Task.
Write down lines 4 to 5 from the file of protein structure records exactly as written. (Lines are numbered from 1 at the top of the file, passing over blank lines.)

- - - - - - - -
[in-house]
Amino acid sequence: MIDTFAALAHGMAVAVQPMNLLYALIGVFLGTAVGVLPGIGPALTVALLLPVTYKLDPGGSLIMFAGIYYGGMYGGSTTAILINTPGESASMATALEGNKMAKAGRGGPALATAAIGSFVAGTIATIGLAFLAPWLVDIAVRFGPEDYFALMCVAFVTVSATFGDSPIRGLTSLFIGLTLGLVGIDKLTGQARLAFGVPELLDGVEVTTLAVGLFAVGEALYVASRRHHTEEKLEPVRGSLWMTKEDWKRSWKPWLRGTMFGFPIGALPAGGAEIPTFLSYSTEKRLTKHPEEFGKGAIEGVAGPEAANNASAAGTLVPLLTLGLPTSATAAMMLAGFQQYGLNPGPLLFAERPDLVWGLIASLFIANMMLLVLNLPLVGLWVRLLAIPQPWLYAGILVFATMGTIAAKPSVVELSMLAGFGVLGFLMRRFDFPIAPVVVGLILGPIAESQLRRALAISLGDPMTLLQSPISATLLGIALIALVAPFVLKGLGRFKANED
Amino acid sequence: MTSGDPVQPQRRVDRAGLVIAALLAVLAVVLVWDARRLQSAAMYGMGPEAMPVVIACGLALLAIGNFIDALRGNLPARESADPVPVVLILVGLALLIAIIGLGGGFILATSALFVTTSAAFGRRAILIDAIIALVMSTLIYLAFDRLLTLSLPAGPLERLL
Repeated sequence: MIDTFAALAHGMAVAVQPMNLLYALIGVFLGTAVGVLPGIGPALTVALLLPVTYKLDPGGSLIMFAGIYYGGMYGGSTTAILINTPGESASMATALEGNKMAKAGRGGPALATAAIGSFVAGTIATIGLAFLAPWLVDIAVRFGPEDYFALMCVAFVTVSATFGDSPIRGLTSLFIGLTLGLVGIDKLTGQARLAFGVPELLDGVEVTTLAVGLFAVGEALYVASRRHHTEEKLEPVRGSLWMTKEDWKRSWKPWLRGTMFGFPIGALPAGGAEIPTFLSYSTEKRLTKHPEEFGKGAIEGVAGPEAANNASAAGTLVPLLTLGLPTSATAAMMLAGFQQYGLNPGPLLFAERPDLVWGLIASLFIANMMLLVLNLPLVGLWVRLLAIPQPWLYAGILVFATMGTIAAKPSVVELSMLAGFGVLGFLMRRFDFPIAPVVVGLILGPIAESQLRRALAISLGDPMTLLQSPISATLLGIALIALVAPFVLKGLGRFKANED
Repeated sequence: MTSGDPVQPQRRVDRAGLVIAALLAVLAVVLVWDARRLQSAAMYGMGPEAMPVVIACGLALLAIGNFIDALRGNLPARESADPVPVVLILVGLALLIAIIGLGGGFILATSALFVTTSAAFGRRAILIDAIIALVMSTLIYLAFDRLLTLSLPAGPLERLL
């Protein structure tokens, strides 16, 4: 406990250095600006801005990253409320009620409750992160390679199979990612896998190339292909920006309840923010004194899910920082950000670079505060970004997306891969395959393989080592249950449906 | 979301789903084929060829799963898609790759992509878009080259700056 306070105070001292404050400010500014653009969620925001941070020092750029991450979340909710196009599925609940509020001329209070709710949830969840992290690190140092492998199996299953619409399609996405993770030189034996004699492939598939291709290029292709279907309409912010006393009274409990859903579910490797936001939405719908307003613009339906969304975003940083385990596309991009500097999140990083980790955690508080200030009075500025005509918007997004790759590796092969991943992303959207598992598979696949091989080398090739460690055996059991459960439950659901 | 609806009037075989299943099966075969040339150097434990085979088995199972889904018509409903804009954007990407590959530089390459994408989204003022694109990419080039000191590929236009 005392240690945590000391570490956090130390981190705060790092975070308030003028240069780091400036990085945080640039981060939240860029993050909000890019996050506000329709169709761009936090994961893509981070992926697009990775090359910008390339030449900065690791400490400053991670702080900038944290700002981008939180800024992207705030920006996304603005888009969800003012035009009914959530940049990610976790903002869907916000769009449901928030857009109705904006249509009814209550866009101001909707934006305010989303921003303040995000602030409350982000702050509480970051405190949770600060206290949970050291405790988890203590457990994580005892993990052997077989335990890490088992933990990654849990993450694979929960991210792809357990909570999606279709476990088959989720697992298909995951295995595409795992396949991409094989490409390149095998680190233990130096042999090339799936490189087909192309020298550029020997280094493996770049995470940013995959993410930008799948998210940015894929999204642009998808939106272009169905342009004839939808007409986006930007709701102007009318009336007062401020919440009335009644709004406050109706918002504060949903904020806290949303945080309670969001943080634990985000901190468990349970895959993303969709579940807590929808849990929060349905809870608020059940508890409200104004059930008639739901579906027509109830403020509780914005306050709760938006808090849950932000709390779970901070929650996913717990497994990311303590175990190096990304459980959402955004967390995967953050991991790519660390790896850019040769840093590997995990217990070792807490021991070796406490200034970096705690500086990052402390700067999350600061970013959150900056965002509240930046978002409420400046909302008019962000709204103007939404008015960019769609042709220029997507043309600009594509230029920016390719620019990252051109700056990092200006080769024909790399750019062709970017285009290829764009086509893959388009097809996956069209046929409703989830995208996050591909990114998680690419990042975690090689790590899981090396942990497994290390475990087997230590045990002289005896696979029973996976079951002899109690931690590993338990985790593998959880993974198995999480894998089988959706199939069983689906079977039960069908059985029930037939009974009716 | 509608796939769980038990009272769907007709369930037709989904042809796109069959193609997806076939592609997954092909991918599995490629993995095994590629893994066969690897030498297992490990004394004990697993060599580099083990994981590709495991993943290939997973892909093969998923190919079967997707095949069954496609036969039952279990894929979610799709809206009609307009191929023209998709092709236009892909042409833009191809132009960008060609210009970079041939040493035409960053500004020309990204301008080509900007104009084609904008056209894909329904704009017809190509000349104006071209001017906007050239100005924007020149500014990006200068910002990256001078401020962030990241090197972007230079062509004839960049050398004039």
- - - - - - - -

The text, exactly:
Repeated sequence: MIDTFAALAHGMAVAVQPMNLLYALIGVFLGTAVGVLPGIGPALTVALLLPVTYKLDPGGSLIMFAGIYYGGMYGGSTTAILINTPGESASMATALEGNKMAKAGRGGPALATAAIGSFVAGTIATIGLAFLAPWLVDIAVRFGPEDYFALMCVAFVTVSATFGDSPIRGLTSLFIGLTLGLVGIDKLTGQARLAFGVPELLDGVEVTTLAVGLFAVGEALYVASRRHHTEEKLEPVRGSLWMTKEDWKRSWKPWLRGTMFGFPIGALPAGGAEIPTFLSYSTEKRLTKHPEEFGKGAIEGVAGPEAANNASAAGTLVPLLTLGLPTSATAAMMLAGFQQYGLNPGPLLFAERPDLVWGLIASLFIANMMLLVLNLPLVGLWVRLLAIPQPWLYAGILVFATMGTIAAKPSVVELSMLAGFGVLGFLMRRFDFPIAPVVVGLILGPIAESQLRRALAISLGDPMTLLQSPISATLLGIALIALVAPFVLKGLGRFKANED
Repeated sequence: MTSGDPVQPQRRVDRAGLVIAALLAVLAVVLVWDARRLQSAAMYGMGPEAMPVVIACGLALLAIGNFIDALRGNLPARESADPVPVVLILVGLALLIAIIGLGGGFILATSALFVTTSAAFGRRAILIDAIIALVMSTLIYLAFDRLLTLSLPAGPLERLL